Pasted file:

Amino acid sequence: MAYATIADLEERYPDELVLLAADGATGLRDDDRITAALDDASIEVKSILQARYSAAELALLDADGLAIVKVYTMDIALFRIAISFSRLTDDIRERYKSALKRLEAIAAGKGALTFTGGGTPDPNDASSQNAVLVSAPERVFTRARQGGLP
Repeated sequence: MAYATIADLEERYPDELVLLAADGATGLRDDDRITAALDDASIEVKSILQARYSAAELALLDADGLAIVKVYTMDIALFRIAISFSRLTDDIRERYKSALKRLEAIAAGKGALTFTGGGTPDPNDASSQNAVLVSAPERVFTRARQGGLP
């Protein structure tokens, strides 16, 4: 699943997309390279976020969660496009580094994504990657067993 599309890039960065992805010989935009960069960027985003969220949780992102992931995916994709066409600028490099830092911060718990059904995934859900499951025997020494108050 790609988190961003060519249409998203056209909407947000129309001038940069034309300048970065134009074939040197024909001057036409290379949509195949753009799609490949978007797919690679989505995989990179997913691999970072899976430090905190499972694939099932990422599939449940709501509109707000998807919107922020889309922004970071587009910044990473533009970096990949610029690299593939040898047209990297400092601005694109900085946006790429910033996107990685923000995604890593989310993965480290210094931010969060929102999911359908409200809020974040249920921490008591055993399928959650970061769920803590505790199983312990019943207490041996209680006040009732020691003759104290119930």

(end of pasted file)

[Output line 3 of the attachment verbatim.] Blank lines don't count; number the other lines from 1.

């Protein structure tokens, strides 16, 4: 699943997309390279976020969660496009580094994504990657067993 599309890039960065992805010989935009960069960027985003969220949780992102992931995916994709066409600028490099830092911060718990059904995934859900499951025997020494108050 790609988190961003060519249409998203056209909407947000129309001038940069034309300048970065134009074939040197024909001057036409290379949509195949753009799609490949978007797919690679989505995989990179997913691999970072899976430090905190499972694939099932990422599939449940709501509109707000998807919107922020889309922004970071587009910044990473533009970096990949610029690299593939040898047209990297400092601005694109900085946006790429910033996107990685923000995604890593989310993965480290210094931010969060929102999911359908409200809020974040249920921490008591055993399928959650970061769920803590505790199983312990019943207490041996209680006040009732020691003759104290119930």